Not currently on display at the V&A

Ballets Russes

Poster
1913 (printed)
Artist/Maker
Place Of Origin

This huge French poster was designed by Jean Cocteau (1889-1963) to advertise the sixth Paris season of Diaghilev's Ballets Russes in 1913 at the Théâtre des Champs-Elysées. It shows the Russian dancer Vaslav Nijinsky (1888-1950) as the spirit of the rose which he danced with Tamara Karsavina in Mikhail Fokine's ballet Le Spectre de la rose.

The young French poet and artist Jean Cocteau was dazzled by the Ballets Russes and its star dancer, Nijinsky, when they appeared in Paris in 1909. Cocteau wrote of Nijinsky's animal grace: with his 'slender young torso contrasting with overdeveloped thighs, he is like some Florentine, vigorous beyond anything human, and feline to a disquieting degree'. For the 1913 Ballets Russes season Cocteau designed two posters of the same size, the other depicting the ballerina Tamara Karsavina as the young girl in Le Spectre de la rose.


object details
Categories
Object Type
Materials and Techniques
Colour lithograph
Brief Description
Poster for the Ballets Russes season in 1913 at the Theatre des Champs Elysses incorporating image by Jean Cocteau showing Vaslav Nijinsky in Mikhail Fokine's ballet 'Le Spectre de la rose', 1911
Physical Description
Poster depicts Vaslav Nijinsky in costume which consists of a body suit with pale peach rose chains draped over the upper body and shoulders and a more dense cover of similiar coloured roses over the lower torso. Green leaf-like pieces trail over the thighs. He is wearing a rose-covered cap. He is posed to appear in motion. The background for Nijinsky is solid green with Cocteau's signature on the lower left corner. At the top of the poster is the name of the theatre and director in red. At the bottom of the poster is the name of the ballet company in a pale peach.
Dimensions
  • Poster height: 189cm
  • Poster width: 129cm
  • Frame height: 200cm (approx.)
  • Frame width: 138.5cm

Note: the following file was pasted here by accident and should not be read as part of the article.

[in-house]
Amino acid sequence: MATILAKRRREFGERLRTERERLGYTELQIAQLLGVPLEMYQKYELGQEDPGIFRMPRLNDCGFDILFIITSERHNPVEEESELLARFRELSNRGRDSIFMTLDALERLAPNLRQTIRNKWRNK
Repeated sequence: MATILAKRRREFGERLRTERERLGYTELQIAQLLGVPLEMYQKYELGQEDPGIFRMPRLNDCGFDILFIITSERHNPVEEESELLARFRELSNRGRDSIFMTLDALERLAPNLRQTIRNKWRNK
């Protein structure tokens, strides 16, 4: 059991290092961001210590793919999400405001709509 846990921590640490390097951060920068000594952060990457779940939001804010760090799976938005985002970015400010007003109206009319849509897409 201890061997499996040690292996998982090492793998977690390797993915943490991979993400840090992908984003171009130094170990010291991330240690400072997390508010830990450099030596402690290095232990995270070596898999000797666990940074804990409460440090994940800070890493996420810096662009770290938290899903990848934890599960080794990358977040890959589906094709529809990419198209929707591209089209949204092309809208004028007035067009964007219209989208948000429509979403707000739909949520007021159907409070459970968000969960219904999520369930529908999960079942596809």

Gallery Label
Although this poster advertises the 1913 season by Serge Diaghilev’s Ballets Russes (which was dominated by the première of the hugely controversial Le Sacre du printemps), it actually uses Jean Cocteau’s image of Vaslav Nijinsky in Mikhail Fokine's romantic ballet Le Spectre de la rose. Fokine’s ballet, and the poster’s image, were created two years earlier. (16/08/2016)
Credit line
Given by Mademoiselle Lucienne Astruc and Richard Buckle in memory of the collaboration between Diaghilev and Gabriel Astruc.
Subjects depicted
Association
Summary
This huge French poster was designed by Jean Cocteau (1889-1963) to advertise the sixth Paris season of Diaghilev's Ballets Russes in 1913 at the Théâtre des Champs-Elysées. It shows the Russian dancer Vaslav Nijinsky (1888-1950) as the spirit of the rose which he danced with Tamara Karsavina in Mikhail Fokine's ballet Le Spectre de la rose.



The young French poet and artist Jean Cocteau was dazzled by the Ballets Russes and its star dancer, Nijinsky, when they appeared in Paris in 1909. Cocteau wrote of Nijinsky's animal grace: with his 'slender young torso contrasting with overdeveloped thighs, he is like some Florentine, vigorous beyond anything human, and feline to a disquieting degree'. For the 1913 Ballets Russes season Cocteau designed two posters of the same size, the other depicting the ballerina Tamara Karsavina as the young girl in Le Spectre de la rose.
Collection
Accession Number
S.562-1980

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record createdMarch 4, 2003
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